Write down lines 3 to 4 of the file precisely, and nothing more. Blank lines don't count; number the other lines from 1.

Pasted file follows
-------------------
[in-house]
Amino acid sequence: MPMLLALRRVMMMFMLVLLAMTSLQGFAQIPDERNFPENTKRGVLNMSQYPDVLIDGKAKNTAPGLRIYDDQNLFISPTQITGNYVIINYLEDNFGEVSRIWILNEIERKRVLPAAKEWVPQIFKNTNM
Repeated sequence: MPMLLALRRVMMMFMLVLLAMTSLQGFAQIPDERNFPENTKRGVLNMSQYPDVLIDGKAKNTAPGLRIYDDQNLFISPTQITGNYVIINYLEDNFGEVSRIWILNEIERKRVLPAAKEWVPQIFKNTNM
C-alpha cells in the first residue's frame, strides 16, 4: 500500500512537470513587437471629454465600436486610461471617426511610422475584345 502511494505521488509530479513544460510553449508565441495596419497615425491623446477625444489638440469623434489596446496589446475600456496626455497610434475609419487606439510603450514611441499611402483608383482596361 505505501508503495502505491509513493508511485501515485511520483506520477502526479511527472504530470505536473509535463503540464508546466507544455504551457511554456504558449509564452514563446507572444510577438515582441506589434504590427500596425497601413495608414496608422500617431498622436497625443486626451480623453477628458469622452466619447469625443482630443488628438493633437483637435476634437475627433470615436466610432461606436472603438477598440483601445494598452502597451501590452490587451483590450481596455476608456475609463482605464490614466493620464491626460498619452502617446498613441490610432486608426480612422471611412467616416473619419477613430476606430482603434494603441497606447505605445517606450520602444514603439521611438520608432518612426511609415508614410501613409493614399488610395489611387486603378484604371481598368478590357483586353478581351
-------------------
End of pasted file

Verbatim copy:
Repeated sequence: MPMLLALRRVMMMFMLVLLAMTSLQGFAQIPDERNFPENTKRGVLNMSQYPDVLIDGKAKNTAPGLRIYDDQNLFISPTQITGNYVIINYLEDNFGEVSRIWILNEIERKRVLPAAKEWVPQIFKNTNM
C-alpha cells in the first residue's frame, strides 16, 4: 500500500512537470513587437471629454465600436486610461471617426511610422475584345 502511494505521488509530479513544460510553449508565441495596419497615425491623446477625444489638440469623434489596446496589446475600456496626455497610434475609419487606439510603450514611441499611402483608383482596361 505505501508503495502505491509513493508511485501515485511520483506520477502526479511527472504530470505536473509535463503540464508546466507544455504551457511554456504558449509564452514563446507572444510577438515582441506589434504590427500596425497601413495608414496608422500617431498622436497625443486626451480623453477628458469622452466619447469625443482630443488628438493633437483637435476634437475627433470615436466610432461606436472603438477598440483601445494598452502597451501590452490587451483590450481596455476608456475609463482605464490614466493620464491626460498619452502617446498613441490610432486608426480612422471611412467616416473619419477613430476606430482603434494603441497606447505605445517606450520602444514603439521611438520608432518612426511609415508614410501613409493614399488610395489611387486603378484604371481598368478590357483586353478581351